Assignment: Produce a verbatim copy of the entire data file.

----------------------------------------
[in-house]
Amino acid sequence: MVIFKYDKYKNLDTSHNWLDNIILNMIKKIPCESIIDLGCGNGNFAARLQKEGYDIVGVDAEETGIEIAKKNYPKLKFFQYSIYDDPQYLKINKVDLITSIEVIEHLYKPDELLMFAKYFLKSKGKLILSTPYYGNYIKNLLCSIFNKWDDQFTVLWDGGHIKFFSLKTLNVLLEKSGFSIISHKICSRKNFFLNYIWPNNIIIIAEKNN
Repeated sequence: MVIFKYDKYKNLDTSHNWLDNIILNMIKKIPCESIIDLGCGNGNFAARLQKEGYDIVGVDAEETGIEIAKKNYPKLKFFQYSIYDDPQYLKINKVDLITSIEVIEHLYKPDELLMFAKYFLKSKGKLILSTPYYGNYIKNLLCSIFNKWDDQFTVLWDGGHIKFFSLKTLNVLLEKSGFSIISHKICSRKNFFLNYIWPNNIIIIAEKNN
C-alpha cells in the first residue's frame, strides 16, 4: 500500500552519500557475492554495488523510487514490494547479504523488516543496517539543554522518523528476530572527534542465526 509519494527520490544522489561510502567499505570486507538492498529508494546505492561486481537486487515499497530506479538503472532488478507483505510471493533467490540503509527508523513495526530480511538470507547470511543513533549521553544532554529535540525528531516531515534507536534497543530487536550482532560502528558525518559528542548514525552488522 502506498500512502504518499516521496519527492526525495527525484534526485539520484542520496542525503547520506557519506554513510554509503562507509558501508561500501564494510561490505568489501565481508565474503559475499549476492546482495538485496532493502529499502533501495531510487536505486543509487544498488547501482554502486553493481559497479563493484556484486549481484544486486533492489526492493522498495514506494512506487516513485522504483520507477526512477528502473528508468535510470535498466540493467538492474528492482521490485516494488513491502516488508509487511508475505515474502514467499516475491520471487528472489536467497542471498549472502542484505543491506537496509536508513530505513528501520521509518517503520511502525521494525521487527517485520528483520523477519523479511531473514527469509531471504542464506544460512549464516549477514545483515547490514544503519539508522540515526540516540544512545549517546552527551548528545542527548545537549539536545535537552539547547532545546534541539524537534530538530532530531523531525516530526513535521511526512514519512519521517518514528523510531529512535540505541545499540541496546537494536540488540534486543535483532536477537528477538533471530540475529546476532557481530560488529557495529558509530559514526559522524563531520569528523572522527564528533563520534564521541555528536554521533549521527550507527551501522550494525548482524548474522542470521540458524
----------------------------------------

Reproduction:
[in-house]
Amino acid sequence: MVIFKYDKYKNLDTSHNWLDNIILNMIKKIPCESIIDLGCGNGNFAARLQKEGYDIVGVDAEETGIEIAKKNYPKLKFFQYSIYDDPQYLKINKVDLITSIEVIEHLYKPDELLMFAKYFLKSKGKLILSTPYYGNYIKNLLCSIFNKWDDQFTVLWDGGHIKFFSLKTLNVLLEKSGFSIISHKICSRKNFFLNYIWPNNIIIIAEKNN
Repeated sequence: MVIFKYDKYKNLDTSHNWLDNIILNMIKKIPCESIIDLGCGNGNFAARLQKEGYDIVGVDAEETGIEIAKKNYPKLKFFQYSIYDDPQYLKINKVDLITSIEVIEHLYKPDELLMFAKYFLKSKGKLILSTPYYGNYIKNLLCSIFNKWDDQFTVLWDGGHIKFFSLKTLNVLLEKSGFSIISHKICSRKNFFLNYIWPNNIIIIAEKNN
C-alpha cells in the first residue's frame, strides 16, 4: 500500500552519500557475492554495488523510487514490494547479504523488516543496517539543554522518523528476530572527534542465526 509519494527520490544522489561510502567499505570486507538492498529508494546505492561486481537486487515499497530506479538503472532488478507483505510471493533467490540503509527508523513495526530480511538470507547470511543513533549521553544532554529535540525528531516531515534507536534497543530487536550482532560502528558525518559528542548514525552488522 502506498500512502504518499516521496519527492526525495527525484534526485539520484542520496542525503547520506557519506554513510554509503562507509558501508561500501564494510561490505568489501565481508565474503559475499549476492546482495538485496532493502529499502533501495531510487536505486543509487544498488547501482554502486553493481559497479563493484556484486549481484544486486533492489526492493522498495514506494512506487516513485522504483520507477526512477528502473528508468535510470535498466540493467538492474528492482521490485516494488513491502516488508509487511508475505515474502514467499516475491520471487528472489536467497542471498549472502542484505543491506537496509536508513530505513528501520521509518517503520511502525521494525521487527517485520528483520523477519523479511531473514527469509531471504542464506544460512549464516549477514545483515547490514544503519539508522540515526540516540544512545549517546552527551548528545542527548545537549539536545535537552539547547532545546534541539524537534530538530532530531523531525516530526513535521511526512514519512519521517518514528523510531529512535540505541545499540541496546537494536540488540534486543535483532536477537528477538533471530540475529546476532557481530560488529557495529558509530559514526559522524563531520569528523572522527564528533563520534564521541555528536554521533549521527550507527551501522550494525548482524548474522542470521540458524